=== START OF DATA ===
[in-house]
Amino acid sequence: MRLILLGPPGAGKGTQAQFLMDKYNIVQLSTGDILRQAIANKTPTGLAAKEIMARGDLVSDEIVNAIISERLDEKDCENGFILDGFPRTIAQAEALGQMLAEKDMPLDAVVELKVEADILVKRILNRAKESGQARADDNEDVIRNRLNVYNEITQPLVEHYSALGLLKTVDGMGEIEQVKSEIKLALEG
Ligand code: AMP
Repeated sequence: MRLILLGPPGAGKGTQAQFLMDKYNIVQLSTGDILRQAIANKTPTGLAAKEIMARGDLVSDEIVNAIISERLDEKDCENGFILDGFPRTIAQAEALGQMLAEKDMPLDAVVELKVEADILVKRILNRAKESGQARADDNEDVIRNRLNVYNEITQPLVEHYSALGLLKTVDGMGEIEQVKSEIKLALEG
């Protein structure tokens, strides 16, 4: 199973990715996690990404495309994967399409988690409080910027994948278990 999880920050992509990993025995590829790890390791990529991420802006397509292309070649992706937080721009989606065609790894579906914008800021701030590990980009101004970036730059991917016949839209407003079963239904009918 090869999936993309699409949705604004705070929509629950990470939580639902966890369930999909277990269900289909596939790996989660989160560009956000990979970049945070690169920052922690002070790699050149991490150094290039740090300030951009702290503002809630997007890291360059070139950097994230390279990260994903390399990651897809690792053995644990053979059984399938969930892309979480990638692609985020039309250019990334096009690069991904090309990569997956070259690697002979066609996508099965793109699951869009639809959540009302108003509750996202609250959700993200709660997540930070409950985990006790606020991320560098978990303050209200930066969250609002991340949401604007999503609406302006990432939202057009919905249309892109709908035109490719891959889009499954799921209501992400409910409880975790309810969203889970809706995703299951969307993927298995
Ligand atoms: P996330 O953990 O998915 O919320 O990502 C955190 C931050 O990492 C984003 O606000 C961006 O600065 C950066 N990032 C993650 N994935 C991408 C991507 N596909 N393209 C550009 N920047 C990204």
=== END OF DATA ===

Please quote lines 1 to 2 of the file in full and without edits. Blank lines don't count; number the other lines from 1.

[in-house]
Amino acid sequence: MRLILLGPPGAGKGTQAQFLMDKYNIVQLSTGDILRQAIANKTPTGLAAKEIMARGDLVSDEIVNAIISERLDEKDCENGFILDGFPRTIAQAEALGQMLAEKDMPLDAVVELKVEADILVKRILNRAKESGQARADDNEDVIRNRLNVYNEITQPLVEHYSALGLLKTVDGMGEIEQVKSEIKLALEG